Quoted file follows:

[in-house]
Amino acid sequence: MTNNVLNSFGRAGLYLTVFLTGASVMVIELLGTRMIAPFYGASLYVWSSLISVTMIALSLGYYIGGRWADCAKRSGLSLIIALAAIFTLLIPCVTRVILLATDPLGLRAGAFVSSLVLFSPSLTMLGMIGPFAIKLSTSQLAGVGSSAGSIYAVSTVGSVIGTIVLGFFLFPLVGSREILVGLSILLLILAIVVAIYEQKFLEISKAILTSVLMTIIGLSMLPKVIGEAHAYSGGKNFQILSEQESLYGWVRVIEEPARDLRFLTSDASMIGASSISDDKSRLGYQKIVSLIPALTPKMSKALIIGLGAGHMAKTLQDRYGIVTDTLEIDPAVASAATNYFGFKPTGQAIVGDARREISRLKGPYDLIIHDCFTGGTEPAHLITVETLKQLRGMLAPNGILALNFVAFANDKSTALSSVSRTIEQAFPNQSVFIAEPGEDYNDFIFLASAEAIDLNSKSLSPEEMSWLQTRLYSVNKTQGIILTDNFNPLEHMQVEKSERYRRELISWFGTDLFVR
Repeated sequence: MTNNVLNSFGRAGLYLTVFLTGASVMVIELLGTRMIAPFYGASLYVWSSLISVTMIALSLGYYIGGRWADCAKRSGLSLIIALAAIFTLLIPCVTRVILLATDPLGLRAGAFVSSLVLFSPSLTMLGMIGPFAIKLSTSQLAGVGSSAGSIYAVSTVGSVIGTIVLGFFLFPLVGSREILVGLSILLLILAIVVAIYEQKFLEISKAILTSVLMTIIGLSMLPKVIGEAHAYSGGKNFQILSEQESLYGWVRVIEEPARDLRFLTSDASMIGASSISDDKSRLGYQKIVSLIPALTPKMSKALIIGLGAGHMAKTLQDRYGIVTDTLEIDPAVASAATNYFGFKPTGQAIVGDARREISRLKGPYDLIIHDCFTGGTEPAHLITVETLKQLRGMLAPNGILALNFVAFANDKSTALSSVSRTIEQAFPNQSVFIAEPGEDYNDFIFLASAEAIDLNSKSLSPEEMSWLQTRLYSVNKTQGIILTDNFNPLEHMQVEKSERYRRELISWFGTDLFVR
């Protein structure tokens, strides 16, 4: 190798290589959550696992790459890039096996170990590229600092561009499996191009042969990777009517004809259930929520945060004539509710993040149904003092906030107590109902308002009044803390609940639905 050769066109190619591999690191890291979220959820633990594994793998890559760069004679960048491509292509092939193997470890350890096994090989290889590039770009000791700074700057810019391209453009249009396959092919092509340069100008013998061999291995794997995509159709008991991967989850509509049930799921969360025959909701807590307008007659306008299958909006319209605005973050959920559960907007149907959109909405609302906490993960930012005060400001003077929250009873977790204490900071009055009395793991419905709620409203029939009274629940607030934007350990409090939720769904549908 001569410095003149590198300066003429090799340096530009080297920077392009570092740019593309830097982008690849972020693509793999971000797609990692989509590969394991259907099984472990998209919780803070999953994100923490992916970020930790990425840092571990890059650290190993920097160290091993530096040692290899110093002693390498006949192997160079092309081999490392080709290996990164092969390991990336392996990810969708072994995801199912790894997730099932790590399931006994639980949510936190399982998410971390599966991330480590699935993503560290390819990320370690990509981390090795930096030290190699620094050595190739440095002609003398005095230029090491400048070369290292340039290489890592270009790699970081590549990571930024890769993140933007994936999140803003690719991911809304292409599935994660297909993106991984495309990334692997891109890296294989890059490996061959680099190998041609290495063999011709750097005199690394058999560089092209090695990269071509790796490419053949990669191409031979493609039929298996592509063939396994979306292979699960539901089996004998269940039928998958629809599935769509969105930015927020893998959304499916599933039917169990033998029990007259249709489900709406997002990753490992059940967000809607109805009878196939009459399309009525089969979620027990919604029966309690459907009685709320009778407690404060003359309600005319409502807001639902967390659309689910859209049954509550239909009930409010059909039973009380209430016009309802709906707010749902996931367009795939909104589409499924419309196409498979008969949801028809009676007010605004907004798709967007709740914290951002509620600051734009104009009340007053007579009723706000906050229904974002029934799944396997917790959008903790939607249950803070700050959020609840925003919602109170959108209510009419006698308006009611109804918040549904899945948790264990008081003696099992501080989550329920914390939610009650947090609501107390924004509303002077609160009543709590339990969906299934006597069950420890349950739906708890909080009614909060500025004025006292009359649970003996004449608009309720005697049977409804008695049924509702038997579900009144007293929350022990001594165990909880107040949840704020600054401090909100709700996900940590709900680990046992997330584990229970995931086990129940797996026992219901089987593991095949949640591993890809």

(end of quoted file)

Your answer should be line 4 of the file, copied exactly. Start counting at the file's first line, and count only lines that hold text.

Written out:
């Protein structure tokens, strides 16, 4: 190798290589959550696992790459890039096996170990590229600092561009499996191009042969990777009517004809259930929520945060004539509710993040149904003092906030107590109902308002009044803390609940639905 050769066109190619591999690191890291979220959820633990594994793998890559760069004679960048491509292509092939193997470890350890096994090989290889590039770009000791700074700057810019391209453009249009396959092919092509340069100008013998061999291995794997995509159709008991991967989850509509049930799921969360025959909701807590307008007659306008299958909006319209605005973050959920559960907007149907959109909405609302906490993960930012005060400001003077929250009873977790204490900071009055009395793991419905709620409203029939009274629940607030934007350990409090939720769904549908 001569410095003149590198300066003429090799340096530009080297920077392009570092740019593309830097982008690849972020693509793999971000797609990692989509590969394991259907099984472990998209919780803070999953994100923490992916970020930790990425840092571990890059650290190993920097160290091993530096040692290899110093002693390498006949192997160079092309081999490392080709290996990164092969390991990336392996990810969708072994995801199912790894997730099932790590399931006994639980949510936190399982998410971390599966991330480590699935993503560290390819990320370690990509981390090795930096030290190699620094050595190739440095002609003398005095230029090491400048070369290292340039290489890592270009790699970081590549990571930024890769993140933007994936999140803003690719991911809304292409599935994660297909993106991984495309990334692997891109890296294989890059490996061959680099190998041609290495063999011709750097005199690394058999560089092209090695990269071509790796490419053949990669191409031979493609039929298996592509063939396994979306292979699960539901089996004998269940039928998958629809599935769509969105930015927020893998959304499916599933039917169990033998029990007259249709489900709406997002990753490992059940967000809607109805009878196939009459399309009525089969979620027990919604029966309690459907009685709320009778407690404060003359309600005319409502807001639902967390659309689910859209049954509550239909009930409010059909039973009380209430016009309802709906707010749902996931367009795939909104589409499924419309196409498979008969949801028809009676007010605004907004798709967007709740914290951002509620600051734009104009009340007053007579009723706000906050229904974002029934799944396997917790959008903790939607249950803070700050959020609840925003919602109170959108209510009419006698308006009611109804918040549904899945948790264990008081003696099992501080989550329920914390939610009650947090609501107390924004509303002077609160009543709590339990969906299934006597069950420890349950739906708890909080009614909060500025004025006292009359649970003996004449608009309720005697049977409804008695049924509702038997579900009144007293929350022990001594165990909880107040949840704020600054401090909100709700996900940590709900680990046992997330584990229970995931086990129940797996026992219901089987593991095949949640591993890809």